To the International Community:
· Investigate allegations that chemical weapons were used in Srebrenica or instruct United Nations agencies, e.g., the Organization for the Prohibition of Chemical Weapons (OPCW), the International Criminal Tribunal for the Former Yugoslavia, or the Office of the United Nations secretary-general, to do so. The investigation should include a sampling of clothing (especially leather parts) from bodies exhumed from mass graves in the Srebrenica area, as well as an analysis of documents, including transcripts of radio transmissions, available from the time of events (July 1995).
· Release all information on the development, production, stockpiling, and use of chemical weapons in the former Yugoslavia which the United Nations and its member states, including members of the Stabilization Force, may have in their possession. Encourage greater candor and transparency on chemical weapons use and proliferation.
· Urge the Federal Republic of Yugoslavia to accede to the 1993 Convention on the Prohibition of the Development, Production, Stockpiling and Use of Chemical Weapons and on Their Destruction (the Chemical Weapons Convention), and link ratification and adherence to any further guarantees of security assistance. If the Federal Republic of Yugoslavia does not accede to the Chemical Weapons Convention, states parties to the convention should immediately suspend the sale to the Federal Republic of Yugoslavia of chemicals listed in Schedule I to the convention, and require end-use statements from the Federal Republic of Yugoslavia for chemicals exported to it that are listed in Schedules II and III, as required by the convention.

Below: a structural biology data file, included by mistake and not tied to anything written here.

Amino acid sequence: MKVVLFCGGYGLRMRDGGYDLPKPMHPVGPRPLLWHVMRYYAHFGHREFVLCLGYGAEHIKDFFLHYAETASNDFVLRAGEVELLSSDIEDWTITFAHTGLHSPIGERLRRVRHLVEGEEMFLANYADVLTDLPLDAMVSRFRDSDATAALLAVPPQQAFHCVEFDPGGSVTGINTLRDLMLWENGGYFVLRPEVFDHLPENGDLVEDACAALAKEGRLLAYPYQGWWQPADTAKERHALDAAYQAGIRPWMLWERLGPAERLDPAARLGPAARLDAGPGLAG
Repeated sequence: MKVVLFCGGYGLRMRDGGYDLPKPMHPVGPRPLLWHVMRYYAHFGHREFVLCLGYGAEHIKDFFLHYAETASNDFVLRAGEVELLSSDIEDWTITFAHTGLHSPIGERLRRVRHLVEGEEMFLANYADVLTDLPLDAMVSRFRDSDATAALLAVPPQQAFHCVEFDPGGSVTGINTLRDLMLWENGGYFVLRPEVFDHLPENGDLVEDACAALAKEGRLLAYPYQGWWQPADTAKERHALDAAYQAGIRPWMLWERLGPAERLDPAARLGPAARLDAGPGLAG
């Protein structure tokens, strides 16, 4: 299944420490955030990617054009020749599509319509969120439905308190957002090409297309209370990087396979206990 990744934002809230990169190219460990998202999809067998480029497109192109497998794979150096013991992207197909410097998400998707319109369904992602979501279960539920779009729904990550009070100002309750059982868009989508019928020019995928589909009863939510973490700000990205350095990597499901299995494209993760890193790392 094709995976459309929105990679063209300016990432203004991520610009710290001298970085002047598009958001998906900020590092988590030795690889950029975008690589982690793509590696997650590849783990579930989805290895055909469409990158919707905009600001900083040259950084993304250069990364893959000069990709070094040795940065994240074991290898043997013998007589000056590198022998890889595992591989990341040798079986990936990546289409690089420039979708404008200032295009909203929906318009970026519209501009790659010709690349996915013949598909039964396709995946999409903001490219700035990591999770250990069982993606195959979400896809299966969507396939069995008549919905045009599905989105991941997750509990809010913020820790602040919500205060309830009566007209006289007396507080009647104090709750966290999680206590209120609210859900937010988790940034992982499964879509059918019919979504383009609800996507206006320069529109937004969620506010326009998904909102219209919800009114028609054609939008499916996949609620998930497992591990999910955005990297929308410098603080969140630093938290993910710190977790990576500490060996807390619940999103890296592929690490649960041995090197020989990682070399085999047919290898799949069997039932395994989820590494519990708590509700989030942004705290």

· Instruct the OPCW to monitor and inspect the implementation of the Chemical Weapons Convention by all the republics of the former Yugoslavia once these republics have ratified the convention. Ensure that the OPCW can operate in the countries of the former Yugoslavia freely and fully within its mandate.
To the Government of the Federal Republic of Yugoslavia (Serbia and Montenegro):
· Declare whether any chemical weapons were transferred to Bosnia and Hercegovina during the war. Investigate to determine whether Bosnian Serb forces used chemical weapons during the war, and make public the findings of the investigation.
· Accede to the Chemical Weapons Convention.
· Declare and destroy all stockpiles of chemical munitions and agents. Declare and dismantle all chemical agent production and filling equipment.
· Urge the Bosnian Serb leadership to declare and halt all production and development of chemical munitions, and declare and destroy all stockpiles of chemical munitions and agents.
To the Government of Bosnia and Hercegovina:
· Release all information about the possible use of chemical weapons in Bosnia and Hercegovina, including transcripts of Serb radio transmissions from July 1995.
To the Government of the United States:
· Investigate, as required by U.S. Public Law 102-182, the Chemical and Biological Weapons Control and Elimination Act of 1991, whether chemical weapons have been used in the former Yugoslavia. If a determination is made that chemical weapons were used, impose sanctions as mandated by P.L. 102-182.
· Release all information on the development, production, stockpiling, and use of chemical weapons in the former Yugoslavia which the United States government may have in its possession, especially the findings of investigations conducted into the allegations of chemical weapons use in Srebrenica which, according to U.S. officials, were carried out.